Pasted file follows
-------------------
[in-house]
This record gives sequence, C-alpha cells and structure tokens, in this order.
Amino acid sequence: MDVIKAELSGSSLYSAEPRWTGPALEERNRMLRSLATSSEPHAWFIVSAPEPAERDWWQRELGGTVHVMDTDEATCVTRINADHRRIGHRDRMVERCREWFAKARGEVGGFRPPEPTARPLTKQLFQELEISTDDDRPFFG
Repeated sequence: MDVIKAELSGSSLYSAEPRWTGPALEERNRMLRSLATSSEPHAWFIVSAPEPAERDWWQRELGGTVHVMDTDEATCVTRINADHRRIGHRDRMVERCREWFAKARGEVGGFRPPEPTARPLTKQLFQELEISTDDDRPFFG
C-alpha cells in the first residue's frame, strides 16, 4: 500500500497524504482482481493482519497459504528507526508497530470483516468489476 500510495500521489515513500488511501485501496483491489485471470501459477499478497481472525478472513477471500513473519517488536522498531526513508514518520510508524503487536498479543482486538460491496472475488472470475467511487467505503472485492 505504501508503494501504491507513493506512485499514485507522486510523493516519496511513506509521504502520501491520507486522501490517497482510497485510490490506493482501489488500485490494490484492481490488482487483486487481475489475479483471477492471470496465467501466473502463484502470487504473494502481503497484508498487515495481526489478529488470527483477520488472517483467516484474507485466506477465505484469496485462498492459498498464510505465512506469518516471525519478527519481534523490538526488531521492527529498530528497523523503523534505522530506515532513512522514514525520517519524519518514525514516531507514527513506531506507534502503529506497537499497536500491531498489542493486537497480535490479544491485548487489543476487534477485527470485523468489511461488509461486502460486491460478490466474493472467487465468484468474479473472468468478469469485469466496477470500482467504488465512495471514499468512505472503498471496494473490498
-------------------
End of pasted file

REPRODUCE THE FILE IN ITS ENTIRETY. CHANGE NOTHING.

[in-house]
This record gives sequence, C-alpha cells and structure tokens, in this order.
Amino acid sequence: MDVIKAELSGSSLYSAEPRWTGPALEERNRMLRSLATSSEPHAWFIVSAPEPAERDWWQRELGGTVHVMDTDEATCVTRINADHRRIGHRDRMVERCREWFAKARGEVGGFRPPEPTARPLTKQLFQELEISTDDDRPFFG
Repeated sequence: MDVIKAELSGSSLYSAEPRWTGPALEERNRMLRSLATSSEPHAWFIVSAPEPAERDWWQRELGGTVHVMDTDEATCVTRINADHRRIGHRDRMVERCREWFAKARGEVGGFRPPEPTARPLTKQLFQELEISTDDDRPFFG
C-alpha cells in the first residue's frame, strides 16, 4: 500500500497524504482482481493482519497459504528507526508497530470483516468489476 500510495500521489515513500488511501485501496483491489485471470501459477499478497481472525478472513477471500513473519517488536522498531526513508514518520510508524503487536498479543482486538460491496472475488472470475467511487467505503472485492 505504501508503494501504491507513493506512485499514485507522486510523493516519496511513506509521504502520501491520507486522501490517497482510497485510490490506493482501489488500485490494490484492481490488482487483486487481475489475479483471477492471470496465467501466473502463484502470487504473494502481503497484508498487515495481526489478529488470527483477520488472517483467516484474507485466506477465505484469496485462498492459498498464510505465512506469518516471525519478527519481534523490538526488531521492527529498530528497523523503523534505522530506515532513512522514514525520517519524519518514525514516531507514527513506531506507534502503529506497537499497536500491531498489542493486537497480535490479544491485548487489543476487534477485527470485523468489511461488509461486502460486491460478490466474493472467487465468484468474479473472468468478469469485469466496477470500482467504488465512495471514499468512505472503498471496494473490498